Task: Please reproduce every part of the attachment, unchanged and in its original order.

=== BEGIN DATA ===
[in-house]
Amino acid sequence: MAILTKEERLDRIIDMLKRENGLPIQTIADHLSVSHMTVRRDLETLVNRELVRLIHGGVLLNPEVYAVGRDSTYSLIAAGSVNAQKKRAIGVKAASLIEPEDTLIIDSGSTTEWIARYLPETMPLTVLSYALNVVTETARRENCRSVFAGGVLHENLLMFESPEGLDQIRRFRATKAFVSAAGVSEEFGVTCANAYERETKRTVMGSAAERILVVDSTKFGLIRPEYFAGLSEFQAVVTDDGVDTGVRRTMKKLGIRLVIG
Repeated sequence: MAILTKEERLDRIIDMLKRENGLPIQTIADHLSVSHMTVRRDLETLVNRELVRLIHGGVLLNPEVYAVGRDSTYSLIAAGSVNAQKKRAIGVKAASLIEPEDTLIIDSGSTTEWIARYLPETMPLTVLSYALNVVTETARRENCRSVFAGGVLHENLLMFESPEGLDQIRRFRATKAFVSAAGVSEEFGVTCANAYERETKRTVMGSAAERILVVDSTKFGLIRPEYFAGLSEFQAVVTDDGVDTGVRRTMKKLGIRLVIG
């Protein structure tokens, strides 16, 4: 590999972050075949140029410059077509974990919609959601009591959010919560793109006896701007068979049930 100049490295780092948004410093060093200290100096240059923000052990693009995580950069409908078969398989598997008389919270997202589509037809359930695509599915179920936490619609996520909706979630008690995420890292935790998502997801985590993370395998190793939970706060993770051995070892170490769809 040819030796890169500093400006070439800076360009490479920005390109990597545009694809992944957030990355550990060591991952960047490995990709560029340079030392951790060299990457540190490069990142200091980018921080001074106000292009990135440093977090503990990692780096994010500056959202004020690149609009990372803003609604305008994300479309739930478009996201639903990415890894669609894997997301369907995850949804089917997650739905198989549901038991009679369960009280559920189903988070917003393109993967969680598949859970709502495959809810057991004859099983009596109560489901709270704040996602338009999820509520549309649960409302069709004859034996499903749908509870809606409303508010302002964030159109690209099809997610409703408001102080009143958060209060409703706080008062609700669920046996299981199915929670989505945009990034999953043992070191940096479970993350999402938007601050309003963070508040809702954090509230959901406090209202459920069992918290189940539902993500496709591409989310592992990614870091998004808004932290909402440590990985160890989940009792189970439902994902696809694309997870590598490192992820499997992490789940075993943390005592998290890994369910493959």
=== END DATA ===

[in-house]
Amino acid sequence: MAILTKEERLDRIIDMLKRENGLPIQTIADHLSVSHMTVRRDLETLVNRELVRLIHGGVLLNPEVYAVGRDSTYSLIAAGSVNAQKKRAIGVKAASLIEPEDTLIIDSGSTTEWIARYLPETMPLTVLSYALNVVTETARRENCRSVFAGGVLHENLLMFESPEGLDQIRRFRATKAFVSAAGVSEEFGVTCANAYERETKRTVMGSAAERILVVDSTKFGLIRPEYFAGLSEFQAVVTDDGVDTGVRRTMKKLGIRLVIG
Repeated sequence: MAILTKEERLDRIIDMLKRENGLPIQTIADHLSVSHMTVRRDLETLVNRELVRLIHGGVLLNPEVYAVGRDSTYSLIAAGSVNAQKKRAIGVKAASLIEPEDTLIIDSGSTTEWIARYLPETMPLTVLSYALNVVTETARRENCRSVFAGGVLHENLLMFESPEGLDQIRRFRATKAFVSAAGVSEEFGVTCANAYERETKRTVMGSAAERILVVDSTKFGLIRPEYFAGLSEFQAVVTDDGVDTGVRRTMKKLGIRLVIG
């Protein structure tokens, strides 16, 4: 590999972050075949140029410059077509974990919609959601009591959010919560793109006896701007068979049930 100049490295780092948004410093060093200290100096240059923000052990693009995580950069409908078969398989598997008389919270997202589509037809359930695509599915179920936490619609996520909706979630008690995420890292935790998502997801985590993370395998190793939970706060993770051995070892170490769809 040819030796890169500093400006070439800076360009490479920005390109990597545009694809992944957030990355550990060591991952960047490995990709560029340079030392951790060299990457540190490069990142200091980018921080001074106000292009990135440093977090503990990692780096994010500056959202004020690149609009990372803003609604305008994300479309739930478009996201639903990415890894669609894997997301369907995850949804089917997650739905198989549901038991009679369960009280559920189903988070917003393109993967969680598949859970709502495959809810057991004859099983009596109560489901709270704040996602338009999820509520549309649960409302069709004859034996499903749908509870809606409303508010302002964030159109690209099809997610409703408001102080009143958060209060409703706080008062609700669920046996299981199915929670989505945009990034999953043992070191940096479970993350999402938007601050309003963070508040809702954090509230959901406090209202459920069992918290189940539902993500496709591409989310592992990614870091998004808004932290909402440590990985160890989940009792189970439902994902696809694309997870590598490192992820499997992490789940075993943390005592998290890994369910493959």